Phase 1B pics by Holly-Ann 135 - cropped, resized.jpg

Oversized windows in all the new buildings, tree-lined boulevards, new roads, sidewalks, and boulevards, as well as the first non-CAMH building (the Ossington-Queen Street Rental Apartments  comprising a mix of retail and affordable residential units, not only give shape to this vibrant downtown community, but animate the street level in this revitalized neighbourhood.

For more photos of the Phase 1B redevelopment, take the virtual tour.  

Integration, Collaboration, and Flexibility

Silos between addictions and mental health treatment are coming down as CAMH’s programs come together at the Queen Street site. Furthermore, the Queen Street redevelopment is not just a Toronto story; in our redevelopment, CAMH will provide clinical training for physicians, nurses, and allied health care workers. All of Ontario will benefit from our specialized care.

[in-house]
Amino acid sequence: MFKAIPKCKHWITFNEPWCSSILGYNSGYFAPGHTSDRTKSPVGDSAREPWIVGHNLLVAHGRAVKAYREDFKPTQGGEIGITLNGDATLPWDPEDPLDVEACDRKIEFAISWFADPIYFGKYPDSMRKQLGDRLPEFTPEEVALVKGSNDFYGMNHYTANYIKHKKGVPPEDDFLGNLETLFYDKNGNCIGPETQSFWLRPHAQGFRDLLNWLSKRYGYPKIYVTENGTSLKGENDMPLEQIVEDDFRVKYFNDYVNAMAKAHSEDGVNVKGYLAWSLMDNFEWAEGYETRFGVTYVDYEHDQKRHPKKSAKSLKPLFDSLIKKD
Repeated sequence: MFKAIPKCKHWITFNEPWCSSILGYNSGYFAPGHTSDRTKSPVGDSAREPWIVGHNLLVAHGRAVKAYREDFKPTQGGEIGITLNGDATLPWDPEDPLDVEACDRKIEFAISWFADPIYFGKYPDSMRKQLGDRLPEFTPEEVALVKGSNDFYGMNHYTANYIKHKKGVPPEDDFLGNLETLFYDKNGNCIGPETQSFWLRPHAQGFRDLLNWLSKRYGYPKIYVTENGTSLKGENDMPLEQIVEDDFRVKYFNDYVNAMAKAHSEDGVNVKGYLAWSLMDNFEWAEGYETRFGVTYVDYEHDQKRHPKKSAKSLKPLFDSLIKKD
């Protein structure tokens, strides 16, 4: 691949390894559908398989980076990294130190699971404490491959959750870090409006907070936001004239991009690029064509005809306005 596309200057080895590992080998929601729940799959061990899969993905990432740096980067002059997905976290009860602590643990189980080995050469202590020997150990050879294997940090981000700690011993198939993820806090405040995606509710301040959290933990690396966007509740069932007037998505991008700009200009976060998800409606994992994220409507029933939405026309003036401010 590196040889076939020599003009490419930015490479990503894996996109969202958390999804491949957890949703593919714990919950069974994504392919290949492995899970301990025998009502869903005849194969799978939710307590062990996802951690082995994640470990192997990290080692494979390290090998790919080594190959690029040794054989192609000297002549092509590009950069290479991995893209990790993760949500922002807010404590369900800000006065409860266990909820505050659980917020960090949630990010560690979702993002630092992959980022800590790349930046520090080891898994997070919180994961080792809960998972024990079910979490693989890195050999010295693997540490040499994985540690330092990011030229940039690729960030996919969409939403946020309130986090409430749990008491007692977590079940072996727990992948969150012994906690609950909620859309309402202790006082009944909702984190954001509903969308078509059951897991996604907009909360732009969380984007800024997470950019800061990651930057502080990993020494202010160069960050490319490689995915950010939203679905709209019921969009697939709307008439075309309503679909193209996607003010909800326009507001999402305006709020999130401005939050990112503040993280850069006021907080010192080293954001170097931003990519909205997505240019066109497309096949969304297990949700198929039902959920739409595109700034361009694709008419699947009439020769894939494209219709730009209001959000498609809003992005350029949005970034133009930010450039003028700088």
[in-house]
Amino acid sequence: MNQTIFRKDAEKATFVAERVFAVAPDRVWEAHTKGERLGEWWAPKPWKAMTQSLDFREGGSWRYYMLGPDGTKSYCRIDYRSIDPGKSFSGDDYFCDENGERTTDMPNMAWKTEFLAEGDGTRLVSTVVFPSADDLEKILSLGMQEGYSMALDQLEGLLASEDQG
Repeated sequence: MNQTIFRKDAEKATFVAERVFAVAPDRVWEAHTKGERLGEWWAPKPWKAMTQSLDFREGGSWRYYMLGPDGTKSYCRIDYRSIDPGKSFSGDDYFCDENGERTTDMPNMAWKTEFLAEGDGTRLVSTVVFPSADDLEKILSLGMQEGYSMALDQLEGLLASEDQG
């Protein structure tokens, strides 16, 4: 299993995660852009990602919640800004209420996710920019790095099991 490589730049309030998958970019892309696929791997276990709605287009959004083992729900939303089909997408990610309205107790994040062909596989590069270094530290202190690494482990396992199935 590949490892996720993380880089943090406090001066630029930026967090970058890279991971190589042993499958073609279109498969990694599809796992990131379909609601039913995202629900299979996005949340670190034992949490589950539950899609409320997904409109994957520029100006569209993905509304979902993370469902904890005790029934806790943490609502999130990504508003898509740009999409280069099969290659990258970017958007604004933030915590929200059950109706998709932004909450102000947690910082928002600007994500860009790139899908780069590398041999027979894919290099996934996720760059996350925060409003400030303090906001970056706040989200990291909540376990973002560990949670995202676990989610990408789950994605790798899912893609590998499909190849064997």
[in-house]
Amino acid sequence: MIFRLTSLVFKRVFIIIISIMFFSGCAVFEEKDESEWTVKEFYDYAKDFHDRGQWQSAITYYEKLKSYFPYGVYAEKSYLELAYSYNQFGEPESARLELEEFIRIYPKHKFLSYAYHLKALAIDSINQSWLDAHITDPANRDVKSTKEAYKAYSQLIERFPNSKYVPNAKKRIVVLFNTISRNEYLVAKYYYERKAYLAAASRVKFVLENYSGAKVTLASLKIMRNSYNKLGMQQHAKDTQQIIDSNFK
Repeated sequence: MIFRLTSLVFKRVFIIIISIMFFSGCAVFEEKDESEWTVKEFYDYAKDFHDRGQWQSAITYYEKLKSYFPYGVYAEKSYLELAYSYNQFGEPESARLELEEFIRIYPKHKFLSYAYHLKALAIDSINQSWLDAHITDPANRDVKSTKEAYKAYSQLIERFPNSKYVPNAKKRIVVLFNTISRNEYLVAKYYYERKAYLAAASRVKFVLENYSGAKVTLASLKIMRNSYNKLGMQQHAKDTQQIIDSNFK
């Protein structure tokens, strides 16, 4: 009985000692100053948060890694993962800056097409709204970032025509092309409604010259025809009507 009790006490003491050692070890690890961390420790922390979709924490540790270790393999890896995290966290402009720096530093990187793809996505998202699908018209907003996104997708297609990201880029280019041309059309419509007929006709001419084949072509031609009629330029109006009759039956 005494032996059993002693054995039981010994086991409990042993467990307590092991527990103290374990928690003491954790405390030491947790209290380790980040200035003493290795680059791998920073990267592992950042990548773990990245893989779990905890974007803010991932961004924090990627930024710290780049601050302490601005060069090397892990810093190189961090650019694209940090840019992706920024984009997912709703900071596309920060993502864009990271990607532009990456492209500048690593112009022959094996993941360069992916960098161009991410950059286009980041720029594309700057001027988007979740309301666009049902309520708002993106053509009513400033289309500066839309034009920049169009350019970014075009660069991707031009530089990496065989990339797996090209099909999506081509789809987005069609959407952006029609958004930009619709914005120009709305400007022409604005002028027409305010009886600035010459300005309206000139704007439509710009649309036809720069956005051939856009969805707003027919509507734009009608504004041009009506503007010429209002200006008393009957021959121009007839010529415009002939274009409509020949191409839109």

We can never know exactly how medical science will change addictions and mental health care in the future, but we can build flexible buildings that can accommodate changing needs and uses over time. Through the construction of flexible buildings, CAMH’s Redevelopment Project will ensure that our facilities can keep pace with advances in treatment. For more information on flexible buildings, go to Innovative Site Design.

 
 
 

For updates on the construction activities of the CAMH Queen Street Redevelopment Project, go to Latest News and Updates